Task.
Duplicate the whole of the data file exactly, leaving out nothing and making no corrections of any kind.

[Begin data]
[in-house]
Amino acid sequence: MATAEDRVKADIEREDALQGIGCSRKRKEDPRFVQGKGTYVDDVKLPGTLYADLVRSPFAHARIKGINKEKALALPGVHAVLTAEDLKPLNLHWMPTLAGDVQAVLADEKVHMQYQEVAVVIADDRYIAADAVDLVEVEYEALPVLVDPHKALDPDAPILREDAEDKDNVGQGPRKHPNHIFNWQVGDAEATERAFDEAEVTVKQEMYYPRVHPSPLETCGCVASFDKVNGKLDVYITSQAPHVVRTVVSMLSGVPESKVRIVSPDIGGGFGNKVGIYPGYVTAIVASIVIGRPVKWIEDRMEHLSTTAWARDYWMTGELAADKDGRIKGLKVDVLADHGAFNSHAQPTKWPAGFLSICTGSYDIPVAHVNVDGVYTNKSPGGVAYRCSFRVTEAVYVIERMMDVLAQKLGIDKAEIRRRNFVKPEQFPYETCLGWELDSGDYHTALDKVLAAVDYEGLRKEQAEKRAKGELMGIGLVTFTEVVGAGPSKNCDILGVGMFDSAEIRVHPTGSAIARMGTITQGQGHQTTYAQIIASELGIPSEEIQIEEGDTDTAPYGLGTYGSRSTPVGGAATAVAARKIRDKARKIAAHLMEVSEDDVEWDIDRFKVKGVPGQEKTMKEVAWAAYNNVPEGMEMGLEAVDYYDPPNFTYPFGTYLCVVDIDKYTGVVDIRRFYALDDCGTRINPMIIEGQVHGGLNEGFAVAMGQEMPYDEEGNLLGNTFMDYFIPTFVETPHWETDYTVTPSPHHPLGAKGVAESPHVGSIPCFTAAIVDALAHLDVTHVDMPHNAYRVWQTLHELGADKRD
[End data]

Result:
[in-house]
Amino acid sequence: MATAEDRVKADIEREDALQGIGCSRKRKEDPRFVQGKGTYVDDVKLPGTLYADLVRSPFAHARIKGINKEKALALPGVHAVLTAEDLKPLNLHWMPTLAGDVQAVLADEKVHMQYQEVAVVIADDRYIAADAVDLVEVEYEALPVLVDPHKALDPDAPILREDAEDKDNVGQGPRKHPNHIFNWQVGDAEATERAFDEAEVTVKQEMYYPRVHPSPLETCGCVASFDKVNGKLDVYITSQAPHVVRTVVSMLSGVPESKVRIVSPDIGGGFGNKVGIYPGYVTAIVASIVIGRPVKWIEDRMEHLSTTAWARDYWMTGELAADKDGRIKGLKVDVLADHGAFNSHAQPTKWPAGFLSICTGSYDIPVAHVNVDGVYTNKSPGGVAYRCSFRVTEAVYVIERMMDVLAQKLGIDKAEIRRRNFVKPEQFPYETCLGWELDSGDYHTALDKVLAAVDYEGLRKEQAEKRAKGELMGIGLVTFTEVVGAGPSKNCDILGVGMFDSAEIRVHPTGSAIARMGTITQGQGHQTTYAQIIASELGIPSEEIQIEEGDTDTAPYGLGTYGSRSTPVGGAATAVAARKIRDKARKIAAHLMEVSEDDVEWDIDRFKVKGVPGQEKTMKEVAWAAYNNVPEGMEMGLEAVDYYDPPNFTYPFGTYLCVVDIDKYTGVVDIRRFYALDDCGTRINPMIIEGQVHGGLNEGFAVAMGQEMPYDEEGNLLGNTFMDYFIPTFVETPHWETDYTVTPSPHHPLGAKGVAESPHVGSIPCFTAAIVDALAHLDVTHVDMPHNAYRVWQTLHELGADKRD